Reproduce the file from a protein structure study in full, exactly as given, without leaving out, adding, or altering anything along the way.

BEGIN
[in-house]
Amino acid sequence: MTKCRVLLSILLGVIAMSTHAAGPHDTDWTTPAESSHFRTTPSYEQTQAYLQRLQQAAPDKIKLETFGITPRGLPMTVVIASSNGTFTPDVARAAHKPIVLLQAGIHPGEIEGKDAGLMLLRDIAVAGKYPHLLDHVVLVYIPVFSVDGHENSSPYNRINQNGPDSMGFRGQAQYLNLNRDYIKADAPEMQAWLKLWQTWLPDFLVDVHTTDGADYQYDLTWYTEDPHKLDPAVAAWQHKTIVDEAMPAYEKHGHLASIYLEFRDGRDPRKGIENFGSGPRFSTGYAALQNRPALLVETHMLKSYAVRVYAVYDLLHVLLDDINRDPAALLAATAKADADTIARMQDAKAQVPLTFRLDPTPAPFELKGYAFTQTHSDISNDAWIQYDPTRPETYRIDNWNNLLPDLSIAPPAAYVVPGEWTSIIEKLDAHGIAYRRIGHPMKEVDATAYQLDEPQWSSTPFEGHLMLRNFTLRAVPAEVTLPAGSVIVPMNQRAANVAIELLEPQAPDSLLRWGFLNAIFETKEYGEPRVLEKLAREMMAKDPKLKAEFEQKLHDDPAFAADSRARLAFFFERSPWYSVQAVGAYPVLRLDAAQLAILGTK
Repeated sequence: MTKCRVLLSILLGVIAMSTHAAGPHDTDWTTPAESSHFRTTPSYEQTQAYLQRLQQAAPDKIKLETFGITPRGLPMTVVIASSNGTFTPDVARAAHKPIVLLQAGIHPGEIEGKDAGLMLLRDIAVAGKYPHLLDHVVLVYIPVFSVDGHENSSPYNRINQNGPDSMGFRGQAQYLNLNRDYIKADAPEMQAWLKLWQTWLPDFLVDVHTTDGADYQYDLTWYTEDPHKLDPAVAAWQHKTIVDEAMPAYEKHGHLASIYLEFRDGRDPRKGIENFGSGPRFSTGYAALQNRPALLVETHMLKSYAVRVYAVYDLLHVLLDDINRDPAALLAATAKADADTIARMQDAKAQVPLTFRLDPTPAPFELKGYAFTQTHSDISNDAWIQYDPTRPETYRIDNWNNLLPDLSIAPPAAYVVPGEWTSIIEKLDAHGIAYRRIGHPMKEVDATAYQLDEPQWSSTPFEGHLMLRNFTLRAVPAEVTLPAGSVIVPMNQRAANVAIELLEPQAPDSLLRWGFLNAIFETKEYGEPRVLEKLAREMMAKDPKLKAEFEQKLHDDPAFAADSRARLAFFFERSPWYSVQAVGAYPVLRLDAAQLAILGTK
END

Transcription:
[in-house]
Amino acid sequence: MTKCRVLLSILLGVIAMSTHAAGPHDTDWTTPAESSHFRTTPSYEQTQAYLQRLQQAAPDKIKLETFGITPRGLPMTVVIASSNGTFTPDVARAAHKPIVLLQAGIHPGEIEGKDAGLMLLRDIAVAGKYPHLLDHVVLVYIPVFSVDGHENSSPYNRINQNGPDSMGFRGQAQYLNLNRDYIKADAPEMQAWLKLWQTWLPDFLVDVHTTDGADYQYDLTWYTEDPHKLDPAVAAWQHKTIVDEAMPAYEKHGHLASIYLEFRDGRDPRKGIENFGSGPRFSTGYAALQNRPALLVETHMLKSYAVRVYAVYDLLHVLLDDINRDPAALLAATAKADADTIARMQDAKAQVPLTFRLDPTPAPFELKGYAFTQTHSDISNDAWIQYDPTRPETYRIDNWNNLLPDLSIAPPAAYVVPGEWTSIIEKLDAHGIAYRRIGHPMKEVDATAYQLDEPQWSSTPFEGHLMLRNFTLRAVPAEVTLPAGSVIVPMNQRAANVAIELLEPQAPDSLLRWGFLNAIFETKEYGEPRVLEKLAREMMAKDPKLKAEFEQKLHDDPAFAADSRARLAFFFERSPWYSVQAVGAYPVLRLDAAQLAILGTK
Repeated sequence: MTKCRVLLSILLGVIAMSTHAAGPHDTDWTTPAESSHFRTTPSYEQTQAYLQRLQQAAPDKIKLETFGITPRGLPMTVVIASSNGTFTPDVARAAHKPIVLLQAGIHPGEIEGKDAGLMLLRDIAVAGKYPHLLDHVVLVYIPVFSVDGHENSSPYNRINQNGPDSMGFRGQAQYLNLNRDYIKADAPEMQAWLKLWQTWLPDFLVDVHTTDGADYQYDLTWYTEDPHKLDPAVAAWQHKTIVDEAMPAYEKHGHLASIYLEFRDGRDPRKGIENFGSGPRFSTGYAALQNRPALLVETHMLKSYAVRVYAVYDLLHVLLDDINRDPAALLAATAKADADTIARMQDAKAQVPLTFRLDPTPAPFELKGYAFTQTHSDISNDAWIQYDPTRPETYRIDNWNNLLPDLSIAPPAAYVVPGEWTSIIEKLDAHGIAYRRIGHPMKEVDATAYQLDEPQWSSTPFEGHLMLRNFTLRAVPAEVTLPAGSVIVPMNQRAANVAIELLEPQAPDSLLRWGFLNAIFETKEYGEPRVLEKLAREMMAKDPKLKAEFEQKLHDDPAFAADSRARLAFFFERSPWYSVQAVGAYPVLRLDAAQLAILGTK